The Anatomy of The Goonies | 4 | But I’m not a Goonie

After a short interlude stage crammed full of hidden diamonds and skeletons – or else after leaping over a giant cliff with Data’s spring shoes – Mikey Walsh reaches the fifth stage. The game continues to do a nice job of taking key story moments and scenes from the film and turning them into action set pieces; certainly it’s a damn sight better than the standard NES licensed platformer, which tended to have practically nothing whatsoever to do with the game outside of the sprite design.


Granted, there’s some out-there material, like the inexplicable bonus raccoon you can find, but still.


Stage five is the next-to-last level of The Goonies, your last stop before reaching One-Eyed Willy’s hidden boat. In the film, the final run up to the boat involved the kids sliding down chutes of water; here, that translates into hazardous waterfalls in the background. Also, there’s that whole deleted scene after the chutes involving the kids pretending to freak out about a fake rubber octopus, and hey – the new enemy in this stage is an octopus. (Also, there are fish that leap out of the water, not unlike the Cheep-Cheeps in Super Mario Bros.)


You can also collect a UFO because… video games?


Stage five is considerably more compact than the past few stages. Rather than sprawling across multiple screens, it features a much higher density of integral hazards; aside from the dangerous critters that wander the platforms, you also have to contend with the waterfalls (which hit hard, not unlike the stone counterweights in the previous level), falling rocks, inexplicably deadly water droplets, and so forth.

Now, if you happen to have collected the various protective items hidden along the way, stage five becomes fairly trivial. All you have to worry about are the creatures, passing with impunity through the other obstacles. Because the level design is so dense, you can collect the keys and kidnapped Goonie in about a minute. The challenge level of this stage really comes down to how well you’ve sniffed out the hidden secrets prior to this point – basically, the first time you reach this level, it’s incredibly difficult. But the more times you play the game and more thoroughly you learn its secrets, the less trouble you’ll have here.


And, with the waterfall caverns and subsequent connective corridor complete, Mikey reaches One-Eyed Willy’s ship. I don’t know that his boat was ever given a name in the film; let’s just pretend it’s called Revenge. He won it from a dread pirate in a game of dice.

Final stages often have a gimmick of sorts, and The Goonies is no different. Unlike the other levels, you don’t need to gather keys here in order to move on. The condition to complete this stage is simply to locate and rescue Andy, newly inducted into the Goonies order. She appears in one of four safes at random, and as soon as you open her safe and “collect” her, the level ends. However, the stage also contains a number of valuable treasures scattered at random throughout the other safes, so it’s worth collecting them first so you’ll work your way closer to an extra life for the second loop of the game.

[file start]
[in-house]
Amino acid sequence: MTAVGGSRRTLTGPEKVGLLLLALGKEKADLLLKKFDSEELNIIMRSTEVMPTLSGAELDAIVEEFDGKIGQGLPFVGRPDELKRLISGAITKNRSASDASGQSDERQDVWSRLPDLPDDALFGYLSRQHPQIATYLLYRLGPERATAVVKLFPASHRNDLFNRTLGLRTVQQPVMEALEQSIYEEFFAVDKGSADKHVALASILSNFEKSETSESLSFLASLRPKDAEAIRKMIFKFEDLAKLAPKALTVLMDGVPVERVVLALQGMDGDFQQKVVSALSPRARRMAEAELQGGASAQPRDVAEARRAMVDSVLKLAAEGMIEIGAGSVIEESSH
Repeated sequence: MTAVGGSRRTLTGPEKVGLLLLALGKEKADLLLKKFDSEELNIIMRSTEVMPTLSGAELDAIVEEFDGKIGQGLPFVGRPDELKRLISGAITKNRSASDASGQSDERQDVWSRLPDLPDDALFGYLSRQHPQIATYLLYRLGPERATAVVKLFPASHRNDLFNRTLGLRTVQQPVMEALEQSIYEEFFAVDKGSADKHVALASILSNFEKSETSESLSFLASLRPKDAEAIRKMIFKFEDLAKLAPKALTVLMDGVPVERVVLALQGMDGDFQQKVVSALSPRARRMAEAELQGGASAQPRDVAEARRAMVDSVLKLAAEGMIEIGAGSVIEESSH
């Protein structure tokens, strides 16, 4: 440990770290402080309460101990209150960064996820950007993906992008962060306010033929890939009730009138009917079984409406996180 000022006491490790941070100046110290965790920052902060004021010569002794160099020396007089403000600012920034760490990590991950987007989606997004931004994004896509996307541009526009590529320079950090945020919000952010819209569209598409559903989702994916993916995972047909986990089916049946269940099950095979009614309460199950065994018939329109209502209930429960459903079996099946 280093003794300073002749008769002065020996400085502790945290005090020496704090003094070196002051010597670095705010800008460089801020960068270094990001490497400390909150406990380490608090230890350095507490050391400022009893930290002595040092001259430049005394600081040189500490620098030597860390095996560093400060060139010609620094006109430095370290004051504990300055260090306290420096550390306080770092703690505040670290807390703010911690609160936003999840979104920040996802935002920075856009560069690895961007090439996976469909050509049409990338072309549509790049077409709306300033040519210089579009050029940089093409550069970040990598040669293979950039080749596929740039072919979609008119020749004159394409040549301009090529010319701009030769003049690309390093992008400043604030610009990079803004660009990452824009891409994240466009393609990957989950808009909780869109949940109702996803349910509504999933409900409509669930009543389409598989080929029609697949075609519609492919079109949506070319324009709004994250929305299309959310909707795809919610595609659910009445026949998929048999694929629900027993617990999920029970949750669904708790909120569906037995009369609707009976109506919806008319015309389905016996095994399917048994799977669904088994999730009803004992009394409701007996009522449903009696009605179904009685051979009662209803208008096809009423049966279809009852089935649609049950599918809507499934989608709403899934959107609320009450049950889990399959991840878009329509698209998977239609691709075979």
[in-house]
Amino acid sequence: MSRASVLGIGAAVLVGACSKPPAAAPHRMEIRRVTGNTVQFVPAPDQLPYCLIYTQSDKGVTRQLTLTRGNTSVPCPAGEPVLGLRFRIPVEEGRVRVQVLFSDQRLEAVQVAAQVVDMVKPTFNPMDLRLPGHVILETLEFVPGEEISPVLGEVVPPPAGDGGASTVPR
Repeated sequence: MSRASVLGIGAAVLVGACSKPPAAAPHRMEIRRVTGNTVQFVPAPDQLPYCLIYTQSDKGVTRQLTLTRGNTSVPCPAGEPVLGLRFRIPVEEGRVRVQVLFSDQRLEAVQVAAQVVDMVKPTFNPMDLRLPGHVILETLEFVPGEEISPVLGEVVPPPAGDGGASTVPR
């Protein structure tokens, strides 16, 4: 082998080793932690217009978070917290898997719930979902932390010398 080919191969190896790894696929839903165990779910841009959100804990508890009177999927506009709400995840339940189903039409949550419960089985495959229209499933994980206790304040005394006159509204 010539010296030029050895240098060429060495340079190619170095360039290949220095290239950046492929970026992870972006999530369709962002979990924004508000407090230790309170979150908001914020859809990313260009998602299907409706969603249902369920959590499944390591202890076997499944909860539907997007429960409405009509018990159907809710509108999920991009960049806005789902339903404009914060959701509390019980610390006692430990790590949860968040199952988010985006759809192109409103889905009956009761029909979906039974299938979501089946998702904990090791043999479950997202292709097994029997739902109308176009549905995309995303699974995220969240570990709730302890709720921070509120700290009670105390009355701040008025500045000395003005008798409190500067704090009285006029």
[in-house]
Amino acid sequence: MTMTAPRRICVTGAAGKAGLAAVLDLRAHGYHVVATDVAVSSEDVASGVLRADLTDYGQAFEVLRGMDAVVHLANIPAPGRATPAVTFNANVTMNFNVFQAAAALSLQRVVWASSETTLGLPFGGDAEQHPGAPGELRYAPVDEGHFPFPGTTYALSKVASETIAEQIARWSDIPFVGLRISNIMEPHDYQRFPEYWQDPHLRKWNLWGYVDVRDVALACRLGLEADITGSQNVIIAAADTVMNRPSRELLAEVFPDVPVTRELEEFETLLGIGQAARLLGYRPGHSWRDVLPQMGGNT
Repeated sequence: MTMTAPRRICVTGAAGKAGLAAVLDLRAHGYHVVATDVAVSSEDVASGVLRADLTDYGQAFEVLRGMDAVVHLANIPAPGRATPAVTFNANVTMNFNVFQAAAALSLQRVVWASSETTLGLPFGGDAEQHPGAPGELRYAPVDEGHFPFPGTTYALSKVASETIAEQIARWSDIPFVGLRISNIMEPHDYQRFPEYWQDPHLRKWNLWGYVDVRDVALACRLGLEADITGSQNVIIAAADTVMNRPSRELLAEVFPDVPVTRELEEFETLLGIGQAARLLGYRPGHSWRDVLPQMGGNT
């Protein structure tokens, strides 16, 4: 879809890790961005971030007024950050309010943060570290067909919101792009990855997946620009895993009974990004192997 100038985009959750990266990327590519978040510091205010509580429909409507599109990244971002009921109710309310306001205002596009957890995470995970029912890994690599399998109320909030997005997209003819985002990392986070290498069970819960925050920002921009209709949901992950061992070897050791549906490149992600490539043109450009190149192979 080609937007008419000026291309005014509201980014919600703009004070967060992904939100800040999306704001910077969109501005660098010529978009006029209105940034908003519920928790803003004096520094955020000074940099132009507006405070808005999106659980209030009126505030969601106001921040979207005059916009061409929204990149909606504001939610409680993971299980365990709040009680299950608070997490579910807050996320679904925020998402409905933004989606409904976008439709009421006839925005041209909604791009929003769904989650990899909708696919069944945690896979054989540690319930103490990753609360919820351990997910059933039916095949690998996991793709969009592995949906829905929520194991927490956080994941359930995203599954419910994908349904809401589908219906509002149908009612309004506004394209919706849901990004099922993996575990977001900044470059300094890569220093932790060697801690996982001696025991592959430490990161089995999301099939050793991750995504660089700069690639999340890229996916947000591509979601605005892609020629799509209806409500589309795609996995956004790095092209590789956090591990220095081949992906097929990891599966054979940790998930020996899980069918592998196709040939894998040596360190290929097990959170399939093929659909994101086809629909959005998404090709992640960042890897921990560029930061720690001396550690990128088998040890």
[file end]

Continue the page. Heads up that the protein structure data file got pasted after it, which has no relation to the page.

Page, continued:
This is more easily said than done; this stage begins with a mere 100 seconds on the clock, and while it’s relatively small (even compared to stage five) it has a fairly intricate layout that involves lots of obstacles and climbing. If you find Andy and pass her over in order to gather the treasures first, you could easily run out of time before you make your way back to her.


Every enemy type in the game comes out for this stage: Fish, octopi, mice, and of course the Fratellis. Despite the lack of passive and environmental hazards, this level puts your twitch skills to the test. If you’re really good, you can find a couple of hidden guys. There’s a weird-looking dude that presumably is meant to be Sloth. And then there’s this Japanese guy with a samurai topknot kneeling and bowing. I honestly have no idea.


With Andy rescued – no word on what happened to Stef, though hopefully she escaped on her own steam and blew off the Goonies so she could go crab spelunking in local barrels – the game comes to an abrupt end. Mikey, Sloth, and the rescued kids stand on the beach and watch Revenge sail off into the sunset. The end!

Well, kind of. The game enters a second loop in which more enemies spawn (for instance, both Fratellis can appear on-screen at once) and your collectibles are reset to zero. The second loop either moves the collectibles to new areas that I can’t seem to find or else does away with them altogether, so it’s either much harder (or maybe impossible?) to beef up with layers of defensive gear. Whatever the case, the second loop is seriously tough – I’ve made very little progress into it, despite having learned quite a lot about the game in the course of writing this series.

So, The Goonies. A pretty decent little platformer for its era, more typical of 8-bit PC action games than the more linear and limited design of most NES games – but decidedly one that looks and feels like an NES game. You can see the designers striving toward something deep and excellent here… it didn’t quite work out, but they tried. Fortunately, many of the underlying ambitions here found purchase in the sequel, which we’ll explore in due course. Still, it’s a fun little action game, one of the more solidly made of its particular NES/Famicom vintage, and I could see myself having been quite a fan had it made its way to the U.S. on the NES itself. C’est la vie!